2 min

If you’ve something to hide, you shouldn’t even be here

The use of social networking site Facebook is growing exponentially so there are, of course, growing pains.  Despite founder Mark Zuckerberg's attempt to explain the site's update to its Terms of Service — now insisting on a right to own the material you post even if you quitthe reaction against this change has been swift and pointed (and, if you're Perez Hilton, hysterical).

Now me, I love Facebook — it's incredibly handy for keeping in touch with people I don't get to see that often — but I have never posted any of my writing, artwork or important photos to the site. The stuff I value stays on my hard drive, owned by no one but me. As for the rest, well, as an out gay activist who proudly, happily "flaunts" my personal life, the concept of privacy is a touch more…flexible with me (ha!) but it's still something everyone should consider when using a social networking site — or the internet at all.

The book "The End of Privacy" was released in 1999 — it generated surprisingly little public discussion back then and now, frankly, it's too late.  Whether it's Facebook or Flickr or (eek) Manhunt, there is no privacy on the internet.  It seems weird for people to get upset at Facebook for having the same legal approach as Google. Whether or not you remember Googling "hot twink amputee porn" (oh, like I'm the only one), Google does and they keep it all on file.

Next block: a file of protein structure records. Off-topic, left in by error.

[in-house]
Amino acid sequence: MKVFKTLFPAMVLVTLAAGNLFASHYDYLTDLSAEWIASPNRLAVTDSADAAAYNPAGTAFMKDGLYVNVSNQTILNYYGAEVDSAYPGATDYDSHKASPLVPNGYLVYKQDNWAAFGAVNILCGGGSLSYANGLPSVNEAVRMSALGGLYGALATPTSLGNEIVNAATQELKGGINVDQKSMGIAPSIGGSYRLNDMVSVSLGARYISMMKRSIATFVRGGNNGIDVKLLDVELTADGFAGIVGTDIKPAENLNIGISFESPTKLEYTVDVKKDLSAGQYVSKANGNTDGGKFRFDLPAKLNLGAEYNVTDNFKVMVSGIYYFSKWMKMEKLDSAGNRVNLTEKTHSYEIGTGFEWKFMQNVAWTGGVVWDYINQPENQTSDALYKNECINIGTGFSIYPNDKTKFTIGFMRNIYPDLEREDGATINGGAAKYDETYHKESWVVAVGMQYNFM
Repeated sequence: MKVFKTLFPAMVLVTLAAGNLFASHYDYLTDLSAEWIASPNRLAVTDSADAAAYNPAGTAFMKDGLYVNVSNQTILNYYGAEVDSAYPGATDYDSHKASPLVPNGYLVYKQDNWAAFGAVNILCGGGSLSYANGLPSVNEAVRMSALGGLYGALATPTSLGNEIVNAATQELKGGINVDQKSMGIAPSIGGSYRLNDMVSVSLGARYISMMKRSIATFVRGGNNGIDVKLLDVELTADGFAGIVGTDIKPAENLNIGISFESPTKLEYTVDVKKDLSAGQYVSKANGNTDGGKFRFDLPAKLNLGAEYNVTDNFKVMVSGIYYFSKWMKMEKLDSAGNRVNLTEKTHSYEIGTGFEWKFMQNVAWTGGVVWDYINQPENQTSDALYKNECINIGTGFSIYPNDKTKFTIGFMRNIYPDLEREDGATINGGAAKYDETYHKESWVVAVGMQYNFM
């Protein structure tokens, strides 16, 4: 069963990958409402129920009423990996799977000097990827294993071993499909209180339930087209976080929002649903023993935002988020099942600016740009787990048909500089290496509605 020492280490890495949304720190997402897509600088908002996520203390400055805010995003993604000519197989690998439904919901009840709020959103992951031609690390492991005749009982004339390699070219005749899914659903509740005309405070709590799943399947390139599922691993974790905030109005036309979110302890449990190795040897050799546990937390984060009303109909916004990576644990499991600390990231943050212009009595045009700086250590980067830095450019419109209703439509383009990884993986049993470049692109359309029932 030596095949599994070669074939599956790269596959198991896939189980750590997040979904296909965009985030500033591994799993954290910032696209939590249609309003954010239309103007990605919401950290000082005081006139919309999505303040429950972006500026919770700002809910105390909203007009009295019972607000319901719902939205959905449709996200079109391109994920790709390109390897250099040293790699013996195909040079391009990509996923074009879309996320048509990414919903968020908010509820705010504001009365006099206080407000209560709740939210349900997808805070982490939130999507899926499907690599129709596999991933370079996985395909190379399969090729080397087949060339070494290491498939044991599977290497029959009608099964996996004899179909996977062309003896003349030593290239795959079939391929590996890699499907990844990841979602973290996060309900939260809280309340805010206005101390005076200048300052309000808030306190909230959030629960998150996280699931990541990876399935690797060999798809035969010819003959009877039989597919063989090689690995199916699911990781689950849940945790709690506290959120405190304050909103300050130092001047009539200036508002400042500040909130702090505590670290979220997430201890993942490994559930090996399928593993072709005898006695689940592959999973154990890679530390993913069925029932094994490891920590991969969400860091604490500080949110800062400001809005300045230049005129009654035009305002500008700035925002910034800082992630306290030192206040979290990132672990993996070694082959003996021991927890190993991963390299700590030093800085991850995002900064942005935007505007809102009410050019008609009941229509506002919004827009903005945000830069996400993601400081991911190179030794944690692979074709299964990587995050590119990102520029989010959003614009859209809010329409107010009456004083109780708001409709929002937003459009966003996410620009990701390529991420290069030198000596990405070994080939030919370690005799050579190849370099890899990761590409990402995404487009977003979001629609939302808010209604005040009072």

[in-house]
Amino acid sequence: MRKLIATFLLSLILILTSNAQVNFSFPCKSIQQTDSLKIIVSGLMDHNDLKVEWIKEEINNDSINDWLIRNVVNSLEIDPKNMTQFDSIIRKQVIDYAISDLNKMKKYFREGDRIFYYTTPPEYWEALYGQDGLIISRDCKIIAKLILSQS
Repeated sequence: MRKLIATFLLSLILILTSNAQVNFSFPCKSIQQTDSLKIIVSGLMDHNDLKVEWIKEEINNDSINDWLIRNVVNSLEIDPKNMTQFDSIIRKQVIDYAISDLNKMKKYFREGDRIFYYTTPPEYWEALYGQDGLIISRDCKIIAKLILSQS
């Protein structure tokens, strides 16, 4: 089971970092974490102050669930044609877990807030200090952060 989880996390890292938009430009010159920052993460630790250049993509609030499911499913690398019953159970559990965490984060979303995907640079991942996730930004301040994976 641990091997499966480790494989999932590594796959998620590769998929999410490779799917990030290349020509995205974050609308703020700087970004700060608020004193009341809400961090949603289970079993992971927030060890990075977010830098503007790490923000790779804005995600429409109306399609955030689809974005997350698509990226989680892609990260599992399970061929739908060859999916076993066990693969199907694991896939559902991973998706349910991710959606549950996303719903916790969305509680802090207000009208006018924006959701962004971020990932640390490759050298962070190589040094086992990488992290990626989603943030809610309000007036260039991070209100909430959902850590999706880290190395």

Why suddenly freak out over Facebook's invasion of privacy when we're the ones posting photos of us drunk and in our underwear? A culture obsessing over Britney Spears' current mental state can hardly whine about privacy but nevertheless, it's a debate we all need to be having.  Facebook wants (needs!) to make money with its huge pool of users somehow and if it scares away the smart, vigilant people concerned about being co-opted or controlled, well that only leaves them a massive group of people who aren'tPerfect. I say stick around, use Facebook in a way that helps you and stay watchful.

This, in a slightly clumsy segue, is another reason why I've always loved the Pet Shop Boys. They explored all of these issues in a three-minute pop song — who else can do that?  And, tomorrow night, they'll be honoured for two decades of genius at the Brit Awards, with Lady Gaga joining them on stage.  Facebook succeeded by tapping into our very real, very powerful need for connection, validation and even fame and the Boys know all about that too: